But not all women with the condition turn to fertility drugs to become pregnant. Some may turn to procedures like in vitro fertilization, which extracts eggs from the ovaries and combines them with sperm inside of a dish in a laboratory setting. The eggs and sperm create embryos, which can be transferred to the uterus for implantation. Still, medication may be required to stimulate the production of mature eggs capable of creating embryos. Many other assisted reproductive technologies (ART) are used as well, but many of these also require the use of fertility drugs to stimulate the production of mature eggs. Make sure that you speak with your doctor regarding the potential side effects of these medications.

Infertility Treatment and Your Health

Infertility treatment plans are based on the origin or the many causes of infertility. It also depends on just how far you want to take the treatment. This is a very emotional time and can be financially stressful as well. You should consider all the alternatives and discuss and end point. Insurance will cover some of the cost but not all and then there are possible surgery and IVF treatments to consider. So, try and set the emotions a side and at least come up with a preliminary plan. You can always make adjustments to the plan along the way.

Low-tech and natural forms of treatments are being used widely all over the world. Natural remedies such as vitamins to help promote ovulation or increase semen, acupuncture is being used for males and females and treatments as simple as eliminating lifestyle issues that may be creating infertility issues.

Then there are the traditional fertility specialist forms of treatment such as medications and surgery that make up more than 85% of the treatments for couples dealing with infertility. This does not mean that all of these couples require medication or surgery this is just the method that they chose to improve fertility for them. However, 3% of infertile couples will resort to using Assisted Reproductive Technologies such as IVF. Couples that begin treatment for infertility are likely to improve their health condition and more than two-thirds of these couples are also likely to have a child.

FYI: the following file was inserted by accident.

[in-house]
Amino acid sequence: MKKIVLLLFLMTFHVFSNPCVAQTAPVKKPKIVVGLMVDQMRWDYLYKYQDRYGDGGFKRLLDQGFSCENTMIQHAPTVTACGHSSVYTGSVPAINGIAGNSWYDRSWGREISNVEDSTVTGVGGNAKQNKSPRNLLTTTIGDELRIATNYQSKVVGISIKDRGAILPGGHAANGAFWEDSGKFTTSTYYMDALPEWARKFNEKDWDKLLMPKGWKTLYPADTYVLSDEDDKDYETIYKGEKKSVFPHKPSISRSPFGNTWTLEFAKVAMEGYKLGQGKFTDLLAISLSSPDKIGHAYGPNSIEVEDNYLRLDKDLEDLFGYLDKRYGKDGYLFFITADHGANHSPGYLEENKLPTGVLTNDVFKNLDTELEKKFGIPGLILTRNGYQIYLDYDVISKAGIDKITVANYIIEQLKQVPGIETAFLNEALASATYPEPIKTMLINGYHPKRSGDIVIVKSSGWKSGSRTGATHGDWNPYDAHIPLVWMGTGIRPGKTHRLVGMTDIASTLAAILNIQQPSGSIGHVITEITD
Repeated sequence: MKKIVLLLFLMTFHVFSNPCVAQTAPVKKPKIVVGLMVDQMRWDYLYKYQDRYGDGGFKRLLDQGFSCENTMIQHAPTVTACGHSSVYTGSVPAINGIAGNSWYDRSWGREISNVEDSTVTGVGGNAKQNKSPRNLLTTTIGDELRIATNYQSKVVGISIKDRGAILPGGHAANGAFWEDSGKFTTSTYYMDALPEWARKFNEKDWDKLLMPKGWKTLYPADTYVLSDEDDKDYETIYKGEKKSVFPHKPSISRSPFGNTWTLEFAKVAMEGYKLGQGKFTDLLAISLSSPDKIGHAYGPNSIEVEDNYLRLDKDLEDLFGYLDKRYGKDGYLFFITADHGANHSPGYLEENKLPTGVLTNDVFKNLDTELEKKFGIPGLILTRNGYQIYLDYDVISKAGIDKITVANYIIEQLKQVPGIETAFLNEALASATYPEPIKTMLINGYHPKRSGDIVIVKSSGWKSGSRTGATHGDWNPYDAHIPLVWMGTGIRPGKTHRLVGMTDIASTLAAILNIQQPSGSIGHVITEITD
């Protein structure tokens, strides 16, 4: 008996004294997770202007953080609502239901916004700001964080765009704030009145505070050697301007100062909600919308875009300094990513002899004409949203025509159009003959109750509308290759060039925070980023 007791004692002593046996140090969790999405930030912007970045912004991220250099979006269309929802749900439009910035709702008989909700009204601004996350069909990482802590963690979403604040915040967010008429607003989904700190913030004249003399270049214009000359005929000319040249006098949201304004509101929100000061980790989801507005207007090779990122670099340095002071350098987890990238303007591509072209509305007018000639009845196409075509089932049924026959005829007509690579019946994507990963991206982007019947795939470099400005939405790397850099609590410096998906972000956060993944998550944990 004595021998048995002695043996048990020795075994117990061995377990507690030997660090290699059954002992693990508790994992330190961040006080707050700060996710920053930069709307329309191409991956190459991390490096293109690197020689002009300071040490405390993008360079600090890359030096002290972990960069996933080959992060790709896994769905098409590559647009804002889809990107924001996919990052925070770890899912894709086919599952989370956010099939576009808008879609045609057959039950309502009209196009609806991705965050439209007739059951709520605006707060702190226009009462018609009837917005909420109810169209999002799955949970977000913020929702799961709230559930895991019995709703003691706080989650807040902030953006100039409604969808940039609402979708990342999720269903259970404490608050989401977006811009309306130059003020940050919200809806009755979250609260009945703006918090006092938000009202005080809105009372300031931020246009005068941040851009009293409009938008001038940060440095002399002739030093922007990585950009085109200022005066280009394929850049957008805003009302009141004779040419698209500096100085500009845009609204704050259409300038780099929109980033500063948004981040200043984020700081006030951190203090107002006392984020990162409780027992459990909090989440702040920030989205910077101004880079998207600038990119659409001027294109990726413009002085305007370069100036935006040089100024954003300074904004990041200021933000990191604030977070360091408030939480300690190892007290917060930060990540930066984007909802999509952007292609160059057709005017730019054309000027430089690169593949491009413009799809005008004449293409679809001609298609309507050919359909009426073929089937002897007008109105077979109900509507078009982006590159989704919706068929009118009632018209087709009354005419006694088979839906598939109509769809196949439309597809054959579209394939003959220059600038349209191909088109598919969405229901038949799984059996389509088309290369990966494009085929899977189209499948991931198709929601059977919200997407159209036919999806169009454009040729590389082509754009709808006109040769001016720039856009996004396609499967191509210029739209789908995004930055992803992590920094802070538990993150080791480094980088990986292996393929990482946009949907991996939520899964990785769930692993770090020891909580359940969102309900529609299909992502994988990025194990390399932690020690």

Some of the common methods of infertility treatment are:

Drugs or Medications: Fertility medications are very usually prescribed to woman experiencing ovulation disorders. More than 25% of the reported cases of infertility worldwide are due to ovulation disorders and prescription drugs are considered to be the first line of treatment for this condition. Fertility medications are believed to have helped more than 80% of the women to ovulate on time. Some of the common drugs in this category are Clomid, Arimidex, Femara, Gonadotropuns and others. Taking prescription medication is not always enough. To help promote proper ovulation many times lifestyle changes are need as well so that the patient will respond well to the treatment.

Surgery: Fallopian tubes obstruction is the leading cause of infertility that requires surgery. In over 35% of the case of female infertility, the fallopian tubes are either blocked or are not functioning properly. There could also be problems with the abdomen and the pelvis as well. A test is conducted to see if the internal organs are functioning properly or not. If there is a blockage, a laparoscopic surgery may help in removing the obstruction and repair any damage within the tubes. This procedure will allow the patient to get back to a normal life very soon.

Assisted Reproductive Technologies (ART): ART refers to the infertility treatments involving the embryos or the eggs. This technology includes different treatment options like GIFT, ZIFT and IVF. IVF is a very common infertility treatment and is one of the most successful as well. IVF is most effective when a woman is under the age of 35; the success rate is 35% during this stage. However, as a woman ages the success rate of this method declines.

Intrauterine Insemination (IUI): Also known as artificial insemination, this procedure involves the placing of sperm into the female uterus directly. This method is commonly used in treating unexplained infertility, problems with male infertility and cervical mucus in woman. The success rate of this infertility treatment has been quite high. However, this treatment also requires adequate care.